There is something intoxicating about money. We live in a capitalist society where money rules over everything. Money fascinates us, even from a young age, even before we really understand it. Just think of how little kids love to be the ones handing money over in a restaurant or shop. They just want to look like they’re paying, as even at that young age, they know that means something.
The Anna Delvey story is addictive because it involves so much money. She owed hundreds of thousands. She was forging documents to get loans of millions. She was handing out $100 bills like kleenex.
I have a terrible relationship with money. It terrifies me most of the time, and so I avoid thinking about it or budgeting, which only makes it so much worse. So when I see Anna rocking up a bill in the thousands without the bat of an eye, I cannot tear my eyes away from it. And I’m not the only one.
Maybe we’re sick of not having the money when other people have so much they’d barely notice if someone like Anna took from it. Maybe it’s a grudge against the billionaires that are so far out of reach, they may as well not be human. One journalist compared Anna to Jay Gatsby as the modern equivalent of the old classic.
But Anna wasn’t trying to stick it to big men of the world. She wasn’t trying to be a Robin Hood. Every penny she took was going back into her lifestyle, to the extent that she didn’t save any of it or put down a deposit on an apartment. She lived a life of luxury on someone else’s bill, and that isn’t anti-capitalism either. Her aim was to open a members-only club, which I doubt many of us would’ve been eligible for.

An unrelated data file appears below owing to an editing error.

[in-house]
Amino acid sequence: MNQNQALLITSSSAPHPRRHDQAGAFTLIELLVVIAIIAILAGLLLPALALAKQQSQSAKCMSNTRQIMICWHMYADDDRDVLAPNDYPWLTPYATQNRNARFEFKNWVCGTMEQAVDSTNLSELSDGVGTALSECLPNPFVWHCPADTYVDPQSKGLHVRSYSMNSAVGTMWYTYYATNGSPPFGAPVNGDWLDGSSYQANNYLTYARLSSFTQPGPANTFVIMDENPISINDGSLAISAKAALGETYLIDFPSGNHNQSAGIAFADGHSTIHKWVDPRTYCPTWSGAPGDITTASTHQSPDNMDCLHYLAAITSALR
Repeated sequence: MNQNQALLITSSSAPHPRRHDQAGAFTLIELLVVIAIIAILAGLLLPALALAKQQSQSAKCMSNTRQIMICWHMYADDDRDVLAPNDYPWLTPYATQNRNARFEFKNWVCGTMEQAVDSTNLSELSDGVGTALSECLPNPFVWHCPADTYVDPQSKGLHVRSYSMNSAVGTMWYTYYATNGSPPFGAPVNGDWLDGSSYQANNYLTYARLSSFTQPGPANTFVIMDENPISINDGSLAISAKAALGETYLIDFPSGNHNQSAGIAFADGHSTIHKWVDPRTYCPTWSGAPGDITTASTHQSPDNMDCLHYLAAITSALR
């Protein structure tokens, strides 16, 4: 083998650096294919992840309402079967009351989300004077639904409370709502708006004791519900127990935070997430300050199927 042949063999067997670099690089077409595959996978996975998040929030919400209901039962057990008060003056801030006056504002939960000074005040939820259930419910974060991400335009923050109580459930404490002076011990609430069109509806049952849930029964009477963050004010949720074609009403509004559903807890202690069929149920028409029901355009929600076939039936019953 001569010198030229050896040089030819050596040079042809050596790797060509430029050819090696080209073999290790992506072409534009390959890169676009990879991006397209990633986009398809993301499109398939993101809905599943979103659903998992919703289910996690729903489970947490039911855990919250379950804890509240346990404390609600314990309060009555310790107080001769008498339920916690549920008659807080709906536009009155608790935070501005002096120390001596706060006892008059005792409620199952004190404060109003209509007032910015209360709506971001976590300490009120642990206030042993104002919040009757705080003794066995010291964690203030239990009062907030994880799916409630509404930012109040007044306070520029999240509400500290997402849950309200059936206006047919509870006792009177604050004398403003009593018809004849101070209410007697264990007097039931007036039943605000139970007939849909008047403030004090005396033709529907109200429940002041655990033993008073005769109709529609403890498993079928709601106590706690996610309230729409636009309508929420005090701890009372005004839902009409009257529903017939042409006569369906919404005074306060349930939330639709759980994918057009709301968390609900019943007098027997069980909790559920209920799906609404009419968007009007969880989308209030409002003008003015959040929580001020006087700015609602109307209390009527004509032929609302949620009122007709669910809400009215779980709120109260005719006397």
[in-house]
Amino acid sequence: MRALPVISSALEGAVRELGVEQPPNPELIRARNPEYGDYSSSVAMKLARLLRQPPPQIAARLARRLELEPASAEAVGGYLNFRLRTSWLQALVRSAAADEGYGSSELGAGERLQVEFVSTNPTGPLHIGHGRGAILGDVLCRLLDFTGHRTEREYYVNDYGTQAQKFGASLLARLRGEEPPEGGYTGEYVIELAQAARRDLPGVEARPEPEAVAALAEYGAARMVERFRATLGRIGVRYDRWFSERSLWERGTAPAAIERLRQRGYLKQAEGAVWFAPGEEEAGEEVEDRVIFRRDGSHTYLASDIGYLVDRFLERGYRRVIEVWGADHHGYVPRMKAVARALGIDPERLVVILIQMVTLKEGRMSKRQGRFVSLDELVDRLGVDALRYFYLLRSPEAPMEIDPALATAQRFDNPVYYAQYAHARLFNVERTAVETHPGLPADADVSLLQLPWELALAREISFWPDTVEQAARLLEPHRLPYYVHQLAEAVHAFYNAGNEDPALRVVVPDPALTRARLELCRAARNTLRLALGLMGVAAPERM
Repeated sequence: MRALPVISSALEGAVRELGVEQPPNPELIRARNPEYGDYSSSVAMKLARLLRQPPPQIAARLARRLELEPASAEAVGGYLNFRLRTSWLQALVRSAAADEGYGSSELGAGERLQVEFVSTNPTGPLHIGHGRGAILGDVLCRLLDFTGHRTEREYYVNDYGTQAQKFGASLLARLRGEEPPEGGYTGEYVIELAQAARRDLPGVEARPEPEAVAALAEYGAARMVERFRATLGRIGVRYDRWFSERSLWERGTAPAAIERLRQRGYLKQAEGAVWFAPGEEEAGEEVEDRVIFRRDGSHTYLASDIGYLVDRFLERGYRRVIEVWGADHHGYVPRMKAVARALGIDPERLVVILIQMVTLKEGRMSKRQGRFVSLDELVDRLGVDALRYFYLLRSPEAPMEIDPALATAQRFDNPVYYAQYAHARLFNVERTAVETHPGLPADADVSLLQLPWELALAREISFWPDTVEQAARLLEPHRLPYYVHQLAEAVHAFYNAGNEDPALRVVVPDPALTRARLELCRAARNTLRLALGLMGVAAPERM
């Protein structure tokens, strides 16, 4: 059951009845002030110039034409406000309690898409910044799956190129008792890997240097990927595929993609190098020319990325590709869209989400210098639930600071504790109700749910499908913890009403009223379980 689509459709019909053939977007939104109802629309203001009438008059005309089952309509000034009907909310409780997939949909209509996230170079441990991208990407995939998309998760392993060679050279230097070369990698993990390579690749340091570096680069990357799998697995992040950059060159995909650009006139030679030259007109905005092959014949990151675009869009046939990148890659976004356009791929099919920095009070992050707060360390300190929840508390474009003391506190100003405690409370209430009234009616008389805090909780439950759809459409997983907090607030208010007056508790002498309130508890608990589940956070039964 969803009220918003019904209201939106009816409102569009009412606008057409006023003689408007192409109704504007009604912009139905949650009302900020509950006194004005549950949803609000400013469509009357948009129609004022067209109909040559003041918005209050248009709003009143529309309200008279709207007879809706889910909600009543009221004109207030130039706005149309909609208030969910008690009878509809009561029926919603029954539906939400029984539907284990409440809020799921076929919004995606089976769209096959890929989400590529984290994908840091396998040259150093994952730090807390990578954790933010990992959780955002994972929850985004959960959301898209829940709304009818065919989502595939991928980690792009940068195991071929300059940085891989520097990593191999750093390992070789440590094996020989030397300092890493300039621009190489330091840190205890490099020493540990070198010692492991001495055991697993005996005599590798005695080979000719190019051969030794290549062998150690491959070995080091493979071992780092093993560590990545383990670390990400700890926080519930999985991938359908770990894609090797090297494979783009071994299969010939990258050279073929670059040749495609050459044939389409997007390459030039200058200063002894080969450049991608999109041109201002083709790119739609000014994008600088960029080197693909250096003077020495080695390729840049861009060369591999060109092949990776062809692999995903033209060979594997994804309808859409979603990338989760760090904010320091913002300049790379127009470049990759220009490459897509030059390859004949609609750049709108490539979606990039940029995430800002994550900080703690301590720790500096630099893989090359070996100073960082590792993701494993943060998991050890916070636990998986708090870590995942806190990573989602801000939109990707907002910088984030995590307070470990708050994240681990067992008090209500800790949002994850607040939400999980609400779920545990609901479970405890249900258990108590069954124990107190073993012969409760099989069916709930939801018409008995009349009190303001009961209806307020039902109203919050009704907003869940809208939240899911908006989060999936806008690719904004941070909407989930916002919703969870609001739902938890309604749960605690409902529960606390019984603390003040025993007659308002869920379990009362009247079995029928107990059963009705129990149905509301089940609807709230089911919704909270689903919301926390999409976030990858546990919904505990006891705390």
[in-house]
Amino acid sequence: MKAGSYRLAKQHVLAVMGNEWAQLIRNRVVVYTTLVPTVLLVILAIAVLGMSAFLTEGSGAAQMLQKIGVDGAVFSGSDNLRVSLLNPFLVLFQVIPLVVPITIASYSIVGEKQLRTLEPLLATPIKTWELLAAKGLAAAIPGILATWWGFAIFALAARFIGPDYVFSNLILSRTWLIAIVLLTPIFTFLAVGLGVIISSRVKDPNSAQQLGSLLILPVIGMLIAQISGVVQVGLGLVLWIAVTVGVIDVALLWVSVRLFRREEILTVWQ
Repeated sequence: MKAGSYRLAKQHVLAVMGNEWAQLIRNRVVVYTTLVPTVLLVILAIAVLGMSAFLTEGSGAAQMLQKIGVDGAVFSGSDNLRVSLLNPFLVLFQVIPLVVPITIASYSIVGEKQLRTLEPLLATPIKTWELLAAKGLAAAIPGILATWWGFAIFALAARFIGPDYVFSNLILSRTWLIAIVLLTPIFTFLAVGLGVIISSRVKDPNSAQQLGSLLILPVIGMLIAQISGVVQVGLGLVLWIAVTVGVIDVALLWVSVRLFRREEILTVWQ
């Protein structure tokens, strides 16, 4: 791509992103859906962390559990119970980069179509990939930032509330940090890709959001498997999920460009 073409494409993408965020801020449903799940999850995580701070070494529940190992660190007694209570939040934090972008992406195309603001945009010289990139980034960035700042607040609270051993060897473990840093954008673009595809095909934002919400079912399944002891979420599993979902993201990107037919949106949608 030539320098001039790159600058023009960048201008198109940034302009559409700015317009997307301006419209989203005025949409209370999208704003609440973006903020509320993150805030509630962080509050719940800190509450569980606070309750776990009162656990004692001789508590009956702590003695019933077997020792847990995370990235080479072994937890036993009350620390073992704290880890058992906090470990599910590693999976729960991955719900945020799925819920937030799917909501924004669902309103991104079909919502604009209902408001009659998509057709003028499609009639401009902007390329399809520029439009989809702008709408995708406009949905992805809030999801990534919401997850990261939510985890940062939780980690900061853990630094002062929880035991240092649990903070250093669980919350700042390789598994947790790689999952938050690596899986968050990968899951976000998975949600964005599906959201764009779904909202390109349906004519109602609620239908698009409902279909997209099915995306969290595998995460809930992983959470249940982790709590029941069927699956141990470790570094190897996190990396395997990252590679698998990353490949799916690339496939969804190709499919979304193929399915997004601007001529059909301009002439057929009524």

It’s like how watching Criminal Minds or CSI lets you know exactly how to be a murderer and get away with it. Or how I’ve seen so much Grey’s Anatomy that I convince myself I could perform a craniotomy - scalpel, please.
Watching Inventing Anna felt like taking notes on how to fraud the rich and famous of New York. I would never actually do it, as the anxiety of it would literally kill me, but I like knowing that I could.
People tune into these tales because they’re curious, they want to know how to do it even if they never plan to. They want to know that they could, that it isn’t about a special set of skills, it’s just having the audacity to go for it.
Audacity. That’s the only word for Anna Sorokin. She had the nerve to ask for loans she couldn’t pay back. She borrowed money without knowing where her next source of income would be. She planned to build and run a member’s only art club when her only experience was an internship for a French fashion magazine.
We’re fascinated by Anna but it isn’t for good reasons, and we shouldn’t let it slip into idolising. Don’t make the mistake of building her into a figure that she’s not or allowing her actions to be reworded into something pure. The tale of Anna Sorokin is intoxicating and addictive, it’s difficult to believe and terrifying to imagine, and it’s also a lesson to be learned.
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Welcome to Symptoms of Living! A place where I like to relieve myself of the barrage of thoughts and ideas filling my mind. Here I'll take a look at various topics, from books to BPD, series to self-harm, there's nothing that we can't, and shouldn't, talk about.
Having struggled with mental illness since the age of 15, one of the hardest parts was how alone I felt in it. While mental illness is beginning to be discussed more openly, and featured in the media, I still think there is room for improvement. So whether it is mental illness or merely mental health, a bad day or a bad year, let's make this a place to approach it and strip it back. Everyone has their own symptoms of living, and you certainly won't be the only one with it.